Participants then select workshops in three sequential sessions. Workshops include:

    • Grading Efficiently: Finding the Time to Grade Fairly
    • Flipping the Classroom
    • Teaching with Case Studies
    • Making Discussions Safe
    • Writing in the STEM Classroom
    • Beyond Templates: Effective Powerpoint Design
    • Transitioning to Professorship: Teaching Statements and Portfolios
    • Beyond the Ivory Tower: Alternative and Non-Academic Career Choices
    • Finding Teaching Moments in the Field: Learner-centered Field Research Programs
    • Adding Spatial Dimensions to Teaching

Lunch is provided for registered participants!  Registration for GradSTEP is available now.

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Hitting the Road: Conference Season for the CFT

This fall, three members of the CFT staff have been traveling, both nationally and internationally, to present at conferences. The wide range of presentation topics included service learning, social media, junior faculty initiatives, and the scholarship of teaching and learning. Click on each presentation title to see abstracts and resources from these presentations.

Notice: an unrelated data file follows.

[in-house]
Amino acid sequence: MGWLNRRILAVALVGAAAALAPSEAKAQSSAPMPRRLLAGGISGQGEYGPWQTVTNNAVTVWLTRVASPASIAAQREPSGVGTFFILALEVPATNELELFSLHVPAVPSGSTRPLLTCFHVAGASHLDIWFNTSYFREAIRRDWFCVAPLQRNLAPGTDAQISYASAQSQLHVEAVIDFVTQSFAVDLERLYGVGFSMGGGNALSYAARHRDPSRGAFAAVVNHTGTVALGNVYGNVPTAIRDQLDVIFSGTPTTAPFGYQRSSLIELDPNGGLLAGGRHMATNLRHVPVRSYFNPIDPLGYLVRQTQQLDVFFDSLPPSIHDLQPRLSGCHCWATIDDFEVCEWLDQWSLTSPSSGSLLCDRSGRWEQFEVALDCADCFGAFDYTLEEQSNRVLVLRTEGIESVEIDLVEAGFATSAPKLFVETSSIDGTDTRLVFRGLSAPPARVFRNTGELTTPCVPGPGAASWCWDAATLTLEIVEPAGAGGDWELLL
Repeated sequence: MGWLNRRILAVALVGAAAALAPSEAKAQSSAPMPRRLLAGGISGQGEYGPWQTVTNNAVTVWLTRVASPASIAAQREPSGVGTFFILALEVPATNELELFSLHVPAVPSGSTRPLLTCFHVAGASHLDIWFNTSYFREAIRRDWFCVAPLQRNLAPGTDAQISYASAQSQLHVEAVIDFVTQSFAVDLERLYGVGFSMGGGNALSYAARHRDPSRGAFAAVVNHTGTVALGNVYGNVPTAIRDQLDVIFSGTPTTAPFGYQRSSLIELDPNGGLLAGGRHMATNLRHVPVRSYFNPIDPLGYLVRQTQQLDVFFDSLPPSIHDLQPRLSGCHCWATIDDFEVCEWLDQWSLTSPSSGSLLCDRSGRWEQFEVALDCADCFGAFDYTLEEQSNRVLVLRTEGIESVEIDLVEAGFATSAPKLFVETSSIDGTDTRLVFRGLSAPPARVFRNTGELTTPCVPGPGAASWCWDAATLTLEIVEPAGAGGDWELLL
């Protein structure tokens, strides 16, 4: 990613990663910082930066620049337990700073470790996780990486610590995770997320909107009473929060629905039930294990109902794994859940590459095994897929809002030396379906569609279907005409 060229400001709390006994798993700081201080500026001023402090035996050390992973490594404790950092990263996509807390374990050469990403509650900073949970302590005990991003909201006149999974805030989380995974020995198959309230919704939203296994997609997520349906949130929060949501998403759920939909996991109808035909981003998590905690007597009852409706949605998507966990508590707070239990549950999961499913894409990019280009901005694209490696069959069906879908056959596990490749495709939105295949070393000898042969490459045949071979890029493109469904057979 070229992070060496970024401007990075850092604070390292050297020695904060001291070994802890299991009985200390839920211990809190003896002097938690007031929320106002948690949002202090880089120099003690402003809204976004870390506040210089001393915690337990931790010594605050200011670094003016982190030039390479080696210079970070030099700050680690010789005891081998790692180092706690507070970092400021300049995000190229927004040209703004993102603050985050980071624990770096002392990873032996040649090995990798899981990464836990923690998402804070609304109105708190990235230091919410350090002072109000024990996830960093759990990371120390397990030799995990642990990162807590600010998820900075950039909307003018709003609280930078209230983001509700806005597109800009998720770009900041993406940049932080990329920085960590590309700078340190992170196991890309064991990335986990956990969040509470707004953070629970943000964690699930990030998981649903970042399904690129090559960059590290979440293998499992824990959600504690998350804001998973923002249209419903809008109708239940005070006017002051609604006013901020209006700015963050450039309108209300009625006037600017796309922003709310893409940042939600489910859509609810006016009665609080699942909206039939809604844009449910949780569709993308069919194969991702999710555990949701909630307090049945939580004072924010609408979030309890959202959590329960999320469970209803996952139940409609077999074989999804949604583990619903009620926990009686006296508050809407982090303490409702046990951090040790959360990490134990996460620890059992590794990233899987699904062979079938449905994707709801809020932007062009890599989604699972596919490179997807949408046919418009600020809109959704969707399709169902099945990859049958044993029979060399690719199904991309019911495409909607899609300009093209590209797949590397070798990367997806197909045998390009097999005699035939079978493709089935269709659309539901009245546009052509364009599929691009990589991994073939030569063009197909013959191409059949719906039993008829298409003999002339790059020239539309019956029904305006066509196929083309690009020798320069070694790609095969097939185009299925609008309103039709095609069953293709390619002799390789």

Joe Bandy

Targeting Junior Faculty: Responsive and Effective Strategies for Teaching Centers.” Professional and Organizational Development Network Conference. Seattle. October 27th. with Kathy Takayama (Brown U.) and Cheelan Bo-Linn (U. of Illinois)

Empowering Community by Assessing and Developing Service Learning Partnerships.”  Professional and Organizational Development Network Conference. Seattle. October 27th.


Derek Bruff